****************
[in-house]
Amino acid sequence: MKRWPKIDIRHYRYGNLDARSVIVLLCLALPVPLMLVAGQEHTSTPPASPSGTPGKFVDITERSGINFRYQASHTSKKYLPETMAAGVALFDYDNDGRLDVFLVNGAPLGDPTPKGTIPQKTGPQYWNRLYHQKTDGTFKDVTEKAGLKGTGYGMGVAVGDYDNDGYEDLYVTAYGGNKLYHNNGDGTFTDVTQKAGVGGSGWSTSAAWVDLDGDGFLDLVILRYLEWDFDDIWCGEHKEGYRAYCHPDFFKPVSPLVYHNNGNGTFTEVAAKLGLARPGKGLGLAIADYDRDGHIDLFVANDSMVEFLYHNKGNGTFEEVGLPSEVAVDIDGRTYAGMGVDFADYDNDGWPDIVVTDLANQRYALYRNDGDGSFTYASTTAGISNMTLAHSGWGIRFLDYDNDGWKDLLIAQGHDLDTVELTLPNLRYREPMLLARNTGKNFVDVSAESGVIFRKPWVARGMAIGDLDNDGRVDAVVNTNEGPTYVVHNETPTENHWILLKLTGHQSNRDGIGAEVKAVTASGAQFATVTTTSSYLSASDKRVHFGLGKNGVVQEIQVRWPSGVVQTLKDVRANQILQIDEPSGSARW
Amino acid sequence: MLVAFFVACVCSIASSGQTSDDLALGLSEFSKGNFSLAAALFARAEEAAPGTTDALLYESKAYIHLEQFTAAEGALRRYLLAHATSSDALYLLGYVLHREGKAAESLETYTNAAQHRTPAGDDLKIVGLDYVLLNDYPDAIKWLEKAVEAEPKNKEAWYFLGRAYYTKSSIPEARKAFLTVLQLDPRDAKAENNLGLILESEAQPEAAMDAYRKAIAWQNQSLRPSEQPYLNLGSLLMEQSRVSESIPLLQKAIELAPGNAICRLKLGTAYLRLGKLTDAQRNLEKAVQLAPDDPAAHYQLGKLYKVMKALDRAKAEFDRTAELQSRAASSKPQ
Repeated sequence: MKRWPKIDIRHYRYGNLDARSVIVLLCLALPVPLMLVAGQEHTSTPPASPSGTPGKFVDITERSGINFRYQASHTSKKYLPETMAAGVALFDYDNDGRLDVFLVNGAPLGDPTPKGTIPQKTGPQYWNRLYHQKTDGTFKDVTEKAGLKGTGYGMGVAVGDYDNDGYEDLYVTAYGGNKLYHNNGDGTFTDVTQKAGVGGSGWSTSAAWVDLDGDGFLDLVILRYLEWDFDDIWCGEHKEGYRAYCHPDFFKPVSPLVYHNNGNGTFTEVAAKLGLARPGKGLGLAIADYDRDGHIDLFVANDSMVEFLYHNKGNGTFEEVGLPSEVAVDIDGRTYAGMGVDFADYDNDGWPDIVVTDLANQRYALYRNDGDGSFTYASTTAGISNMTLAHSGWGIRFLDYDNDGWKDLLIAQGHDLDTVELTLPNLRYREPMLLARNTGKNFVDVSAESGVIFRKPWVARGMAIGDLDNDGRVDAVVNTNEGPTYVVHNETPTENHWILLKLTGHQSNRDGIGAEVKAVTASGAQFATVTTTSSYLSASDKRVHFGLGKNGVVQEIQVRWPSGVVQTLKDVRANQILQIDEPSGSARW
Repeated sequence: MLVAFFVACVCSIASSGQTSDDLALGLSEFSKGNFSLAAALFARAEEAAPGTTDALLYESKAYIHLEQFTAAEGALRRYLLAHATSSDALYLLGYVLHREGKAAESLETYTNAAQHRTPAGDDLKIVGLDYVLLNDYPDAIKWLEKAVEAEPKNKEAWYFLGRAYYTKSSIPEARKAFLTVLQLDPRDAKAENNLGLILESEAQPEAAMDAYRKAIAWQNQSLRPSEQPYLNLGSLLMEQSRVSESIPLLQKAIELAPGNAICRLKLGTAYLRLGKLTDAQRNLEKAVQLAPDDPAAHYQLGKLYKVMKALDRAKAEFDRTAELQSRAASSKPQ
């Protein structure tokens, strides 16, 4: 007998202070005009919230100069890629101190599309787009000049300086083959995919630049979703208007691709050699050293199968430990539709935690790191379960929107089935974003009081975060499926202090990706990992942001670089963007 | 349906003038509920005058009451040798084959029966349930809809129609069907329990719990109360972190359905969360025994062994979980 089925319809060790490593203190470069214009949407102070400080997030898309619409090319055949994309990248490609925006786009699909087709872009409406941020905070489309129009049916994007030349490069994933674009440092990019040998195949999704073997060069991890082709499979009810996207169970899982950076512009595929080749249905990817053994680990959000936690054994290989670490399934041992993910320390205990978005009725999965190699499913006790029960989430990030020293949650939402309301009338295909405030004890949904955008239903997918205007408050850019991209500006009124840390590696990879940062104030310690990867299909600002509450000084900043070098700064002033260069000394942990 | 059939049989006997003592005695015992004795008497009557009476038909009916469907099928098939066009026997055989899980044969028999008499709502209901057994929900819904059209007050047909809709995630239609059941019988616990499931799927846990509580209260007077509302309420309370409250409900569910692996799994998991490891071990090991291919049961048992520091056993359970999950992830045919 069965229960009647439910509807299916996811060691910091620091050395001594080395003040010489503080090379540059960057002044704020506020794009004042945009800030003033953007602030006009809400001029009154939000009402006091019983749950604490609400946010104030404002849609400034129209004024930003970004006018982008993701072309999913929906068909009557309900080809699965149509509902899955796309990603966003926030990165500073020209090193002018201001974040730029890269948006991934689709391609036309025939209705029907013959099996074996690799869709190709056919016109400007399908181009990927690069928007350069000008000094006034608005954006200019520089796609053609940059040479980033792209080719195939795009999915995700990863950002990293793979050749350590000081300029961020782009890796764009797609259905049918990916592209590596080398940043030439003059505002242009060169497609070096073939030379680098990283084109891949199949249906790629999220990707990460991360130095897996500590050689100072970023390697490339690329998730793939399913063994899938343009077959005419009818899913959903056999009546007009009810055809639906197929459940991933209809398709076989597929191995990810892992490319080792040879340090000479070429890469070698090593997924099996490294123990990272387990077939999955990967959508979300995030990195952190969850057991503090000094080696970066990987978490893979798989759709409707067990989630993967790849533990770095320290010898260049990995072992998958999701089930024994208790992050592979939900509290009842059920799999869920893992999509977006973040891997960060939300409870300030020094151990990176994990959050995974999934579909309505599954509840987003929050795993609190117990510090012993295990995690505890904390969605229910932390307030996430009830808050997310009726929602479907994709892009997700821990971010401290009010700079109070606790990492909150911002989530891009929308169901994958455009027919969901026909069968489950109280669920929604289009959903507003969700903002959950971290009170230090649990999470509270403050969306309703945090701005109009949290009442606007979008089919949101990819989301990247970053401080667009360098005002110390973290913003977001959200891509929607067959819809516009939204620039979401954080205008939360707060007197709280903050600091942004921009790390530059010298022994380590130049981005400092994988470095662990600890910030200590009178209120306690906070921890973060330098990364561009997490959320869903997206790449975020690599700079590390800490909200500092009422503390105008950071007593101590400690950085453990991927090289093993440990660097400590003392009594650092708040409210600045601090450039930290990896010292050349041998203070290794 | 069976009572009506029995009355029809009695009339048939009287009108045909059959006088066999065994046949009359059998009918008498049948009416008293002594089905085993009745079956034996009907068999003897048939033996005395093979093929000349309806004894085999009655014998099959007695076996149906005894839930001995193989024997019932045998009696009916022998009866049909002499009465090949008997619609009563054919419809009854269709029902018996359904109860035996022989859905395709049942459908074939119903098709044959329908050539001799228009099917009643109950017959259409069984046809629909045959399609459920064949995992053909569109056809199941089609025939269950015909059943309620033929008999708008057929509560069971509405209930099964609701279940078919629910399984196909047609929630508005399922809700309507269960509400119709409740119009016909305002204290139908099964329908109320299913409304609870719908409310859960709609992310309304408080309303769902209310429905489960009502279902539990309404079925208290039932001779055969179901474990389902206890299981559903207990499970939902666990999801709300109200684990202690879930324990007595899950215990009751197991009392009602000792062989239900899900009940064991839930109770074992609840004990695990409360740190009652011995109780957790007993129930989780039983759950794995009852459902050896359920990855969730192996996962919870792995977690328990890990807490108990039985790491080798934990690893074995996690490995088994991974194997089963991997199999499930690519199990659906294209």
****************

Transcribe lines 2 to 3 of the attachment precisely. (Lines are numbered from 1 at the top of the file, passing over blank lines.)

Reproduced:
Amino acid sequence: MKRWPKIDIRHYRYGNLDARSVIVLLCLALPVPLMLVAGQEHTSTPPASPSGTPGKFVDITERSGINFRYQASHTSKKYLPETMAAGVALFDYDNDGRLDVFLVNGAPLGDPTPKGTIPQKTGPQYWNRLYHQKTDGTFKDVTEKAGLKGTGYGMGVAVGDYDNDGYEDLYVTAYGGNKLYHNNGDGTFTDVTQKAGVGGSGWSTSAAWVDLDGDGFLDLVILRYLEWDFDDIWCGEHKEGYRAYCHPDFFKPVSPLVYHNNGNGTFTEVAAKLGLARPGKGLGLAIADYDRDGHIDLFVANDSMVEFLYHNKGNGTFEEVGLPSEVAVDIDGRTYAGMGVDFADYDNDGWPDIVVTDLANQRYALYRNDGDGSFTYASTTAGISNMTLAHSGWGIRFLDYDNDGWKDLLIAQGHDLDTVELTLPNLRYREPMLLARNTGKNFVDVSAESGVIFRKPWVARGMAIGDLDNDGRVDAVVNTNEGPTYVVHNETPTENHWILLKLTGHQSNRDGIGAEVKAVTASGAQFATVTTTSSYLSASDKRVHFGLGKNGVVQEIQVRWPSGVVQTLKDVRANQILQIDEPSGSARW
Amino acid sequence: MLVAFFVACVCSIASSGQTSDDLALGLSEFSKGNFSLAAALFARAEEAAPGTTDALLYESKAYIHLEQFTAAEGALRRYLLAHATSSDALYLLGYVLHREGKAAESLETYTNAAQHRTPAGDDLKIVGLDYVLLNDYPDAIKWLEKAVEAEPKNKEAWYFLGRAYYTKSSIPEARKAFLTVLQLDPRDAKAENNLGLILESEAQPEAAMDAYRKAIAWQNQSLRPSEQPYLNLGSLLMEQSRVSESIPLLQKAIELAPGNAICRLKLGTAYLRLGKLTDAQRNLEKAVQLAPDDPAAHYQLGKLYKVMKALDRAKAEFDRTAELQSRAASSKPQ